The importance of being Ernst

A central bank’s power is derived from its credibility with the markets which, in turn, are influenced as much by psychological factors as underlying economic fundamentals. Prior to the introduction of the euro currency, the Bundesbank was able to carefully construct an image of prudence to keep the deutschmark stable - primarily by means of strong policy initiatives and a clear communications strategy.

Officials in Frankfurt used the example of hyperinflation in order to reassure markets that never again would a German state descend into the realm of monetary madness. It was a simple and effective narrative: 1923 was an event that evaporated people’s savings, destroyed the political support of moderate parties, and helped pave the way toward fascist dictatorship. An irresponsible monetary policy, the Bundesbank argued, was unimaginable in a post-war German state.

Just look at the 1970s, for instance - a decade when the old truths of monetary policy no longer seemed to apply. The Phillips curve, an erstwhile economic ‘law’ that hitherto demonstrated the inverse relationship between inflation and unemployment rates, dissipated amid economic turmoil. Suddenly governments had to contend with both problems at the same time, a new phenomenon dubbed ‘stagflation’.

Moreover, the Bretton Woods system collapsed in 1971. European states no longer had the benefit of fixing their currency exchange rates to the American greenback to hold inflation expectations steady. The international rules had changed, and all major economies soon opted for a system of floating exchange rates.

Central bankers in Europe had to fight to keep the trust of international markets in the midst of energy price spikes and economic volatility. In Germany, then, potential inflationary dangers took on new prominence during the 1970s, appearing in Bundesbank presidential speeches, policy documents and national debates. Central bank press statements and conferences allowed officials to complement and reinforce the institution’s hard-line policy actions with historical justification.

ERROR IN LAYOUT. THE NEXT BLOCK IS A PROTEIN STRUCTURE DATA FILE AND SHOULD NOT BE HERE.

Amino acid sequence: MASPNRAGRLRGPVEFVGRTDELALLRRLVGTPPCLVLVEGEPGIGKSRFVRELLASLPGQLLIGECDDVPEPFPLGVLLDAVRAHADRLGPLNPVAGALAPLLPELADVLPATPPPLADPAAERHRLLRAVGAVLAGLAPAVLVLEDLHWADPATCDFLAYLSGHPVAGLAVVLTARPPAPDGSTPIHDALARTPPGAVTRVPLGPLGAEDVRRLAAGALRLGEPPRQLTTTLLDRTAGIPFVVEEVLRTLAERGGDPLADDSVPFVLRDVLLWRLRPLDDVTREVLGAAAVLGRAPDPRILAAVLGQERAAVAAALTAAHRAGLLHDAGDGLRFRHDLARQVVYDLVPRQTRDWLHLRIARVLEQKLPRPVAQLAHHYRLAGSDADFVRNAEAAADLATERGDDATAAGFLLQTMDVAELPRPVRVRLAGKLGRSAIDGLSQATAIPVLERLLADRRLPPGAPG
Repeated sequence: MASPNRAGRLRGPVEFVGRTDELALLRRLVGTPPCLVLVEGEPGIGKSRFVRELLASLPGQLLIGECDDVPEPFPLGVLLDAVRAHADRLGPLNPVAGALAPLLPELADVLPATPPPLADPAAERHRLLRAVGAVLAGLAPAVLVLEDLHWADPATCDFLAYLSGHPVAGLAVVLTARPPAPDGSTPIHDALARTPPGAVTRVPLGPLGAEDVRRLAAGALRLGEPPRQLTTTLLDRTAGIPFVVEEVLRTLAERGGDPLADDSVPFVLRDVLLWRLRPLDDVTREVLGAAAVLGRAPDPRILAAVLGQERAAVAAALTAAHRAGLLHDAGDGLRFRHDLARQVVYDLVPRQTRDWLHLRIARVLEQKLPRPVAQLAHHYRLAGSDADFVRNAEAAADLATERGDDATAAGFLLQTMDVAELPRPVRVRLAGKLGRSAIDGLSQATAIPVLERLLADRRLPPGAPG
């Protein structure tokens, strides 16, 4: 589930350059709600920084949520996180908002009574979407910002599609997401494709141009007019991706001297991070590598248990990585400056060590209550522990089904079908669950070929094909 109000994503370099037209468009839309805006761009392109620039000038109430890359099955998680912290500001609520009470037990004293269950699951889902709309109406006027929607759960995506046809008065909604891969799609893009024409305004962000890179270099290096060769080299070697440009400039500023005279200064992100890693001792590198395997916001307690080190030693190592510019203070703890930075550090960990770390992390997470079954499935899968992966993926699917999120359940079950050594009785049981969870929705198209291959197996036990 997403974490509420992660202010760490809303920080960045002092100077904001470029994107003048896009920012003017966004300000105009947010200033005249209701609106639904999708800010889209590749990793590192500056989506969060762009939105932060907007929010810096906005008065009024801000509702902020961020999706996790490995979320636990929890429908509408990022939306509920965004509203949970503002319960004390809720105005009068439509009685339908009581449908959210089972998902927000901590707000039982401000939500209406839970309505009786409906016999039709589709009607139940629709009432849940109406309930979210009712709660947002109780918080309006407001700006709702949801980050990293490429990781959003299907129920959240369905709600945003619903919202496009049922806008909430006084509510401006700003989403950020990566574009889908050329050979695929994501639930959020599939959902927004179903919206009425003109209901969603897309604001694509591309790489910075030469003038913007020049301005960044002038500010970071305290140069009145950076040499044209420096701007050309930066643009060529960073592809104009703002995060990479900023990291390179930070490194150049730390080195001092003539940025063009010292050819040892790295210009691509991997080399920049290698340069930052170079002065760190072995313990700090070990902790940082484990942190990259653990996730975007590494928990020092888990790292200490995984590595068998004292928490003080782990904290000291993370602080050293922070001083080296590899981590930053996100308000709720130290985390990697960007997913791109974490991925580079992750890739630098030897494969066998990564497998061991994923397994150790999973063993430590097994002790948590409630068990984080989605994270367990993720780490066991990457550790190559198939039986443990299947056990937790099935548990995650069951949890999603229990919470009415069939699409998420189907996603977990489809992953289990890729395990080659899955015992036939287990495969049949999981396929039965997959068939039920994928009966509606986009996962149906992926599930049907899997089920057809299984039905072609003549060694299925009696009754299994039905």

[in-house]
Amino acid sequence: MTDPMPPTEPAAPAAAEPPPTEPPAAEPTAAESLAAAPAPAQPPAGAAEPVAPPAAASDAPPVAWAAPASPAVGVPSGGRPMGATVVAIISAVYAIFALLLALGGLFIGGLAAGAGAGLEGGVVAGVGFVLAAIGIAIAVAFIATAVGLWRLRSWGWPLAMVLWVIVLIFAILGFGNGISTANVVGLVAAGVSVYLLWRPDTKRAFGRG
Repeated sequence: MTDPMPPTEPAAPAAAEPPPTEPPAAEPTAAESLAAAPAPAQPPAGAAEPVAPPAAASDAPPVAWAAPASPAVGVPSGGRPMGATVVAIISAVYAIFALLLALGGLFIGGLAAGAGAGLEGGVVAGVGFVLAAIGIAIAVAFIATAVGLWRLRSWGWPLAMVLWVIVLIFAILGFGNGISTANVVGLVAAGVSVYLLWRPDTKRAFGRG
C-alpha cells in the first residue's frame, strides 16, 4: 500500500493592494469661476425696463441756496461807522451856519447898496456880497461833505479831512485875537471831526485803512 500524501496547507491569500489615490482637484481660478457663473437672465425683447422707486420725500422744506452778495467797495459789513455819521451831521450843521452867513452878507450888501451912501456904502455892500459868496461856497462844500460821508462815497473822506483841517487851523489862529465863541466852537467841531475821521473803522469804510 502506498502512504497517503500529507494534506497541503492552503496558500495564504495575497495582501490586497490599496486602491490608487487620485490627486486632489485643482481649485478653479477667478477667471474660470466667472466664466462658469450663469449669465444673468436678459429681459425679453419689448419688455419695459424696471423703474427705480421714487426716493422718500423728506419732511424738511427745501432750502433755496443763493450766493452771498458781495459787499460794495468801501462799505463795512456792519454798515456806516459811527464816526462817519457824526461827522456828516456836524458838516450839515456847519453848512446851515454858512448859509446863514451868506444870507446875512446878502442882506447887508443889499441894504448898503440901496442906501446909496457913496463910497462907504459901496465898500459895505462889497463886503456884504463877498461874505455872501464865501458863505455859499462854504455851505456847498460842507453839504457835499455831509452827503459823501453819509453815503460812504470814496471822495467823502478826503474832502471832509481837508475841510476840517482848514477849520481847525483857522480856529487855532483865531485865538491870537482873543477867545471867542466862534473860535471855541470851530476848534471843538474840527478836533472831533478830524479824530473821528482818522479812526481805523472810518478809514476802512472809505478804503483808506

The strategy worked. In 1974 most industrialised economies had double digit inflation rates. By contrast West Germany had an inflation rate of 7 per cent, which steadily declined thereafter until 1979. Fifty years after wheelbarrows full of paper money, the deutschmark had become the centre of gravity in the European currency market.

The useful lessons of 1923 tapped into the Germans’ imagination. Cultural memory, it seems, has its own form of economics. When asked about his institution’s influence and power, Karl Otto Pöhl, the central bank’s president during the 1980s, quoted Stalin’s ironic remark, “How many divisions has the Pope?” Other European central bankers could only look with envy at the Bundesbank’s international prestige.

Don’t mention the euro

But what proved a useful instrument for the West German central bank in the decades following the Second World War, now acts as a hindrance to an effective solution to the eurozone crisis. The example of hyperinflation continues to be wielded by German policymakers as a means of influencing the parameters of European monetary debate.

News media still happily recount the narrative, almost without thinking. The Financial Times warned last October, “[t]he eurozone sovereign debt crisis has already generated a lot of angst in Germany – fears about hyperinflation wiping out savings, the ballooning cost of bailouts and the nagging doubt that life was more certain with the deutschmark in one’s pocket.”

Statements like these only serve to reinforce the German case for European austerity; for the impression is given that Germans can’t help but be psychologically opposed to inflationary policies.

And the ECB, for its part, is in a difficult position. The institution owes an enormous intellectual debt to the hawkish Bundesbank: its statutes are modelled on the Bundesbank’s, and it is no accident that the ECB’s headquarters can be found in Frankfurt – a symbolic act that stresses its link with Germany.